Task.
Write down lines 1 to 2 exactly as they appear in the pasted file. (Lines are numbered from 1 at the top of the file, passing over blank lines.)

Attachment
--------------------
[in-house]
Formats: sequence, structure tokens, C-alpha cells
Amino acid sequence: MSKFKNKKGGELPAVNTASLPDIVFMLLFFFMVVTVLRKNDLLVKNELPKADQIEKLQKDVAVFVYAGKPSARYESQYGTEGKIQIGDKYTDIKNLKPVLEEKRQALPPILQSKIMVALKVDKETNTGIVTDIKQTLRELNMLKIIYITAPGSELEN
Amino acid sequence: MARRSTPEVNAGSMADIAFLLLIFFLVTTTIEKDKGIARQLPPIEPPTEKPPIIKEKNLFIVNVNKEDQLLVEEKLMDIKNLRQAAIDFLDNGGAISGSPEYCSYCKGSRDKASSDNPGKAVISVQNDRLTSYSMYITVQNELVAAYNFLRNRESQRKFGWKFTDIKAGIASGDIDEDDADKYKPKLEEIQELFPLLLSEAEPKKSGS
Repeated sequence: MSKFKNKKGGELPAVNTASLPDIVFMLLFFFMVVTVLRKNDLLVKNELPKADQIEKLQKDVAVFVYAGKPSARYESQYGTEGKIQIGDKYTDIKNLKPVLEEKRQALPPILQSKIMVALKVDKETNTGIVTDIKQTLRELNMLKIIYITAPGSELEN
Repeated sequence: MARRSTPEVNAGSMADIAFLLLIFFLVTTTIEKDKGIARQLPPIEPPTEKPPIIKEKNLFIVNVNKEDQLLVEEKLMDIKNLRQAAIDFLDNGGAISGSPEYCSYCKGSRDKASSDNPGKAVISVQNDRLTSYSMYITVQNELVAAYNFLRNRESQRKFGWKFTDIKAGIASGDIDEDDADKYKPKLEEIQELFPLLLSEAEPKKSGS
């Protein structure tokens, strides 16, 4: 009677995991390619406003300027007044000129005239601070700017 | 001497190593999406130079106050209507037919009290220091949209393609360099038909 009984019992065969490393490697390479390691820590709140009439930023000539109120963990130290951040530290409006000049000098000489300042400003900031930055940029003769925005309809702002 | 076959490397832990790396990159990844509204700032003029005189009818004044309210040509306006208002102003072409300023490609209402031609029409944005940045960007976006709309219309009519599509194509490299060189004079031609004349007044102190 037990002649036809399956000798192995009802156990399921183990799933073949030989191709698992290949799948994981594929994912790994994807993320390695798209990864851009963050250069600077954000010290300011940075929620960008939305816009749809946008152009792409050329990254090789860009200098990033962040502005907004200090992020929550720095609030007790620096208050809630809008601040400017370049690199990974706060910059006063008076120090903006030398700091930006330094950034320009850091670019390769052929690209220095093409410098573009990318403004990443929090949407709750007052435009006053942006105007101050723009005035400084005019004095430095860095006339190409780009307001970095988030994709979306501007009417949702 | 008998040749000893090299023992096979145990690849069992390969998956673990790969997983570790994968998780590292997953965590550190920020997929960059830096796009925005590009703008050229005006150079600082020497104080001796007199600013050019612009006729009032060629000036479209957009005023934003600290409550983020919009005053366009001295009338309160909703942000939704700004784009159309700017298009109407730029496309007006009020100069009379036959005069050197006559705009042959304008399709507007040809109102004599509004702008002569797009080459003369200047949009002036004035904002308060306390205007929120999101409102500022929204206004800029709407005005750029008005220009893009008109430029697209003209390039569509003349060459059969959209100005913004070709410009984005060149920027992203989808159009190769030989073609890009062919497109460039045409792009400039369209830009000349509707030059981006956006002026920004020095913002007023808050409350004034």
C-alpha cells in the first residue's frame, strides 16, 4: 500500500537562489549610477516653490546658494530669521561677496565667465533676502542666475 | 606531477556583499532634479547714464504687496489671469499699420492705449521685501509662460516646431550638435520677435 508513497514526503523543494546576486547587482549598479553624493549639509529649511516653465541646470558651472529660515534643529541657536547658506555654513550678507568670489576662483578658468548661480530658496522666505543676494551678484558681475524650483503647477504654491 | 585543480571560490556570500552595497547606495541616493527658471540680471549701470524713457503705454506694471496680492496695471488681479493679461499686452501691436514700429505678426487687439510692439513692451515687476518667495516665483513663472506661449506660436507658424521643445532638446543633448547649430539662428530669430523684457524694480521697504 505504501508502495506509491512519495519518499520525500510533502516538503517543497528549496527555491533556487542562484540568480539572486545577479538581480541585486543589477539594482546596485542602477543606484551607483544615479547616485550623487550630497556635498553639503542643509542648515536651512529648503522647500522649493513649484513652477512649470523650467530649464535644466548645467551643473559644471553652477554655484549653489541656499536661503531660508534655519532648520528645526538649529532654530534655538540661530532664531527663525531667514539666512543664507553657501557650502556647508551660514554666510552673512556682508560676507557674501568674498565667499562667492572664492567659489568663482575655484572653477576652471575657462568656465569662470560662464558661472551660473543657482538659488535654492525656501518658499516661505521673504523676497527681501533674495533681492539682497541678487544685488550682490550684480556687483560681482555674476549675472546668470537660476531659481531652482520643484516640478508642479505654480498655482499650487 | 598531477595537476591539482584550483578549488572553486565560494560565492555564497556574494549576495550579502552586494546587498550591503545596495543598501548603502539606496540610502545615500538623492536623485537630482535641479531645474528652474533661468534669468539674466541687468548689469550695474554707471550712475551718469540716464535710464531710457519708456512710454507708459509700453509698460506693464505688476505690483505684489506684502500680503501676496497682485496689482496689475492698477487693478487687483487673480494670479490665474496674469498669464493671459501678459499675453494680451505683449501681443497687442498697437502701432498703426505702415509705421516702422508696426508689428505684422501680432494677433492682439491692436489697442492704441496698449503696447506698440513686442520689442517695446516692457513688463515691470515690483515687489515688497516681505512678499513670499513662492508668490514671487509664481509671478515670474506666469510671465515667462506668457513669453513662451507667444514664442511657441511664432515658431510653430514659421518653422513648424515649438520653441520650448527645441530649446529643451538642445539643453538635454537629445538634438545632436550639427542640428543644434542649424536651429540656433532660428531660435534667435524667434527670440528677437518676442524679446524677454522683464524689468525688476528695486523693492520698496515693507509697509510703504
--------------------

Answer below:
[in-house]
Formats: sequence, structure tokens, C-alpha cells